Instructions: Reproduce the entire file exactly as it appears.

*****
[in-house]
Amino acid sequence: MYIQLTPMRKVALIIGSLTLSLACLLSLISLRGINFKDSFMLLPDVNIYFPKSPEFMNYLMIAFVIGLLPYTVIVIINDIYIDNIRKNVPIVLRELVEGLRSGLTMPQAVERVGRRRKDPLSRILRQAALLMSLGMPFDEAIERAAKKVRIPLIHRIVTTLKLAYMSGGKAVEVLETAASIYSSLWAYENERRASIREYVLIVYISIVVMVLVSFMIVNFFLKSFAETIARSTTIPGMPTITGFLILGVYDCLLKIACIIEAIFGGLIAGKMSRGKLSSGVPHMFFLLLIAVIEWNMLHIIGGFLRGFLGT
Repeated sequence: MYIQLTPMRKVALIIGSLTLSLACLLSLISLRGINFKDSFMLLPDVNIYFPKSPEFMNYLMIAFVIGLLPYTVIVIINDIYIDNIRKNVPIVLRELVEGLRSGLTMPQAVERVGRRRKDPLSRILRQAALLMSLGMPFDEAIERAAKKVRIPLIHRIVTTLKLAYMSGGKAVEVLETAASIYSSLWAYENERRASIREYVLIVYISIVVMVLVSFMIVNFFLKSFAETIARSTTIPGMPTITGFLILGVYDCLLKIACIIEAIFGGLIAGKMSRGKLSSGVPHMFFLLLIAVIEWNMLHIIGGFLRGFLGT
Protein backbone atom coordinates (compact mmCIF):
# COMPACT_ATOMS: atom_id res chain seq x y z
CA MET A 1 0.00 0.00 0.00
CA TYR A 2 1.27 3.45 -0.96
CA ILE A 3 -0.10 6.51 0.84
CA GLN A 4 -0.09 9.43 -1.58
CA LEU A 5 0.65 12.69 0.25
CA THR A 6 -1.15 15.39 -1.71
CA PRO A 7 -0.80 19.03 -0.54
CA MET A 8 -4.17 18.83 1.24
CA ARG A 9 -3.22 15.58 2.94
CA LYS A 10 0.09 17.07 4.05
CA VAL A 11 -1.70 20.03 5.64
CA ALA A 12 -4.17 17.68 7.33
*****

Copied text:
[in-house]
Amino acid sequence: MYIQLTPMRKVALIIGSLTLSLACLLSLISLRGINFKDSFMLLPDVNIYFPKSPEFMNYLMIAFVIGLLPYTVIVIINDIYIDNIRKNVPIVLRELVEGLRSGLTMPQAVERVGRRRKDPLSRILRQAALLMSLGMPFDEAIERAAKKVRIPLIHRIVTTLKLAYMSGGKAVEVLETAASIYSSLWAYENERRASIREYVLIVYISIVVMVLVSFMIVNFFLKSFAETIARSTTIPGMPTITGFLILGVYDCLLKIACIIEAIFGGLIAGKMSRGKLSSGVPHMFFLLLIAVIEWNMLHIIGGFLRGFLGT
Repeated sequence: MYIQLTPMRKVALIIGSLTLSLACLLSLISLRGINFKDSFMLLPDVNIYFPKSPEFMNYLMIAFVIGLLPYTVIVIINDIYIDNIRKNVPIVLRELVEGLRSGLTMPQAVERVGRRRKDPLSRILRQAALLMSLGMPFDEAIERAAKKVRIPLIHRIVTTLKLAYMSGGKAVEVLETAASIYSSLWAYENERRASIREYVLIVYISIVVMVLVSFMIVNFFLKSFAETIARSTTIPGMPTITGFLILGVYDCLLKIACIIEAIFGGLIAGKMSRGKLSSGVPHMFFLLLIAVIEWNMLHIIGGFLRGFLGT
Protein backbone atom coordinates (compact mmCIF):
# COMPACT_ATOMS: atom_id res chain seq x y z
CA MET A 1 0.00 0.00 0.00
CA TYR A 2 1.27 3.45 -0.96
CA ILE A 3 -0.10 6.51 0.84
CA GLN A 4 -0.09 9.43 -1.58
CA LEU A 5 0.65 12.69 0.25
CA THR A 6 -1.15 15.39 -1.71
CA PRO A 7 -0.80 19.03 -0.54
CA MET A 8 -4.17 18.83 1.24
CA ARG A 9 -3.22 15.58 2.94
CA LYS A 10 0.09 17.07 4.05
CA VAL A 11 -1.70 20.03 5.64
CA ALA A 12 -4.17 17.68 7.33